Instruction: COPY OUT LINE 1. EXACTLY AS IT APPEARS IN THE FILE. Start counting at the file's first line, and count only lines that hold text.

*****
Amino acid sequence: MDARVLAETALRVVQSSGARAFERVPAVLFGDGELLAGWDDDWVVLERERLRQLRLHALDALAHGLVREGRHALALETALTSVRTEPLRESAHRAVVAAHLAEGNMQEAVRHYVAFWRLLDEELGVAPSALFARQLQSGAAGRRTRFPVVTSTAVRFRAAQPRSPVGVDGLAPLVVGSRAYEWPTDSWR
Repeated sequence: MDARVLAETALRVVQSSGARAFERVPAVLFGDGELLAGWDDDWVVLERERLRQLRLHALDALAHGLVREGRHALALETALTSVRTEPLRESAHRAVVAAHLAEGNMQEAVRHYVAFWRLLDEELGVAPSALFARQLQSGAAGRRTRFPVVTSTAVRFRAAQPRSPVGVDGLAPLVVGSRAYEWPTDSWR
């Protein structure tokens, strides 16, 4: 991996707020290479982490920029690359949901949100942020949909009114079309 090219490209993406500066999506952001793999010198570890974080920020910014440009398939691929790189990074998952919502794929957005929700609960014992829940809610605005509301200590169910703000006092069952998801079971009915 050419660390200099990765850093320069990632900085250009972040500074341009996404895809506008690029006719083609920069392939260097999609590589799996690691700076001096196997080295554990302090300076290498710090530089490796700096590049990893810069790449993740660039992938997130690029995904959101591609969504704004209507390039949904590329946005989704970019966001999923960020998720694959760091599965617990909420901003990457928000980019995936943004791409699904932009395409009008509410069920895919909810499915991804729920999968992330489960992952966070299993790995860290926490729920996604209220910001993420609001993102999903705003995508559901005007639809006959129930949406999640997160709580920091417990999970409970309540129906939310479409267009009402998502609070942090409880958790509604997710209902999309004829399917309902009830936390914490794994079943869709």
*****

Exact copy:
Amino acid sequence: MDARVLAETALRVVQSSGARAFERVPAVLFGDGELLAGWDDDWVVLERERLRQLRLHALDALAHGLVREGRHALALETALTSVRTEPLRESAHRAVVAAHLAEGNMQEAVRHYVAFWRLLDEELGVAPSALFARQLQSGAAGRRTRFPVVTSTAVRFRAAQPRSPVGVDGLAPLVVGSRAYEWPTDSWR